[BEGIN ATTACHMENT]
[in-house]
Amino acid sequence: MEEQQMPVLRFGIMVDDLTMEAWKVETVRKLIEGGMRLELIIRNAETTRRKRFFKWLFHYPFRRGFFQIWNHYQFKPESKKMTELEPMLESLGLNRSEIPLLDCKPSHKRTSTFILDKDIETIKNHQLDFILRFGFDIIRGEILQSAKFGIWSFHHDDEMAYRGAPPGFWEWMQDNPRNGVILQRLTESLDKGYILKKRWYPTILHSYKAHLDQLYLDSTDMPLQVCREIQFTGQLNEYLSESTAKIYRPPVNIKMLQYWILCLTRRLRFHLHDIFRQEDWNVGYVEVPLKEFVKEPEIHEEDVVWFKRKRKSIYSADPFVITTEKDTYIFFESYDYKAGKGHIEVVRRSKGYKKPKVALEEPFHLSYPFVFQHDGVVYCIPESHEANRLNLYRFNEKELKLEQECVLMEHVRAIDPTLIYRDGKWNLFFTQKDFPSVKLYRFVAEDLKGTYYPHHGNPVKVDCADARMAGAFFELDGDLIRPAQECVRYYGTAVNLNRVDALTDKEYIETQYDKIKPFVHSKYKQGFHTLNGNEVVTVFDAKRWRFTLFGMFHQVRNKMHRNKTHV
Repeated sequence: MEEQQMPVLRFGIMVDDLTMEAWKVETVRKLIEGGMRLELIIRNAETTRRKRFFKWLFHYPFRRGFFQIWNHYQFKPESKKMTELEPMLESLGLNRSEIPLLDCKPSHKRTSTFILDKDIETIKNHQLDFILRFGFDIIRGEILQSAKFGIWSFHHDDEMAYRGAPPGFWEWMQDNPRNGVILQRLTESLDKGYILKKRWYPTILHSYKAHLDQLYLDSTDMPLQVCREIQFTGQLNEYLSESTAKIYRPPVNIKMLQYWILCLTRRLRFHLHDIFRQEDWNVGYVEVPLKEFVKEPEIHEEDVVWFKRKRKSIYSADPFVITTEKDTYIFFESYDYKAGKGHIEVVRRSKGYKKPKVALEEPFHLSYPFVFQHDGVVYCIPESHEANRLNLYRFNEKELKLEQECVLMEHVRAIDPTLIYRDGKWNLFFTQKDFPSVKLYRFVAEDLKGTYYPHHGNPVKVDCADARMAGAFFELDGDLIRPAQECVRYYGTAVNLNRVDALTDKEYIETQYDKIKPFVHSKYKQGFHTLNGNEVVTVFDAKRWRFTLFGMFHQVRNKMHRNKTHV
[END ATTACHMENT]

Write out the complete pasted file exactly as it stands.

[in-house]
Amino acid sequence: MEEQQMPVLRFGIMVDDLTMEAWKVETVRKLIEGGMRLELIIRNAETTRRKRFFKWLFHYPFRRGFFQIWNHYQFKPESKKMTELEPMLESLGLNRSEIPLLDCKPSHKRTSTFILDKDIETIKNHQLDFILRFGFDIIRGEILQSAKFGIWSFHHDDEMAYRGAPPGFWEWMQDNPRNGVILQRLTESLDKGYILKKRWYPTILHSYKAHLDQLYLDSTDMPLQVCREIQFTGQLNEYLSESTAKIYRPPVNIKMLQYWILCLTRRLRFHLHDIFRQEDWNVGYVEVPLKEFVKEPEIHEEDVVWFKRKRKSIYSADPFVITTEKDTYIFFESYDYKAGKGHIEVVRRSKGYKKPKVALEEPFHLSYPFVFQHDGVVYCIPESHEANRLNLYRFNEKELKLEQECVLMEHVRAIDPTLIYRDGKWNLFFTQKDFPSVKLYRFVAEDLKGTYYPHHGNPVKVDCADARMAGAFFELDGDLIRPAQECVRYYGTAVNLNRVDALTDKEYIETQYDKIKPFVHSKYKQGFHTLNGNEVVTVFDAKRWRFTLFGMFHQVRNKMHRNKTHV
Repeated sequence: MEEQQMPVLRFGIMVDDLTMEAWKVETVRKLIEGGMRLELIIRNAETTRRKRFFKWLFHYPFRRGFFQIWNHYQFKPESKKMTELEPMLESLGLNRSEIPLLDCKPSHKRTSTFILDKDIETIKNHQLDFILRFGFDIIRGEILQSAKFGIWSFHHDDEMAYRGAPPGFWEWMQDNPRNGVILQRLTESLDKGYILKKRWYPTILHSYKAHLDQLYLDSTDMPLQVCREIQFTGQLNEYLSESTAKIYRPPVNIKMLQYWILCLTRRLRFHLHDIFRQEDWNVGYVEVPLKEFVKEPEIHEEDVVWFKRKRKSIYSADPFVITTEKDTYIFFESYDYKAGKGHIEVVRRSKGYKKPKVALEEPFHLSYPFVFQHDGVVYCIPESHEANRLNLYRFNEKELKLEQECVLMEHVRAIDPTLIYRDGKWNLFFTQKDFPSVKLYRFVAEDLKGTYYPHHGNPVKVDCADARMAGAFFELDGDLIRPAQECVRYYGTAVNLNRVDALTDKEYIETQYDKIKPFVHSKYKQGFHTLNGNEVVTVFDAKRWRFTLFGMFHQVRNKMHRNKTHV